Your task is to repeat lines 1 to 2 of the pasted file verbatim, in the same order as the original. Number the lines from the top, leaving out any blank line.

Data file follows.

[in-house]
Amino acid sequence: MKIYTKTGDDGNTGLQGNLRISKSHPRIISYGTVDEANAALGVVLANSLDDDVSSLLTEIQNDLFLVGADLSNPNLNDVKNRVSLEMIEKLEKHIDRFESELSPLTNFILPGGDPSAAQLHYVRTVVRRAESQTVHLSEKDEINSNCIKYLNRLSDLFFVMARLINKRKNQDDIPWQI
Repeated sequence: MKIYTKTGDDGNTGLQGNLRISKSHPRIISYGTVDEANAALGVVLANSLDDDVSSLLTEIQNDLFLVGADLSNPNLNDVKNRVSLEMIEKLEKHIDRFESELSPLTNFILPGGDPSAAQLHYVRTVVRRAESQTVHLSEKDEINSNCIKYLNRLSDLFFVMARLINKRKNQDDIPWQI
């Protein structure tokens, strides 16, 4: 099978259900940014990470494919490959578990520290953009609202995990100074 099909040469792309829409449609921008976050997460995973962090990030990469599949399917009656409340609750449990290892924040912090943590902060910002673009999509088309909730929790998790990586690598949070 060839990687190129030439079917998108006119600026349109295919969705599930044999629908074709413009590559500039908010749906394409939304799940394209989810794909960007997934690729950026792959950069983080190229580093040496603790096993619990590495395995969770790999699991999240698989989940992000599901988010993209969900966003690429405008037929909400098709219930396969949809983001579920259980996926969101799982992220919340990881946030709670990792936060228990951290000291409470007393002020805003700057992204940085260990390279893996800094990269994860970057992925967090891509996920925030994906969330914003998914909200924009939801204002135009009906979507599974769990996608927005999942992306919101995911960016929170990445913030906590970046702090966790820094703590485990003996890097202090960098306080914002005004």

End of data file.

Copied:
[in-house]
Amino acid sequence: MKIYTKTGDDGNTGLQGNLRISKSHPRIISYGTVDEANAALGVVLANSLDDDVSSLLTEIQNDLFLVGADLSNPNLNDVKNRVSLEMIEKLEKHIDRFESELSPLTNFILPGGDPSAAQLHYVRTVVRRAESQTVHLSEKDEINSNCIKYLNRLSDLFFVMARLINKRKNQDDIPWQI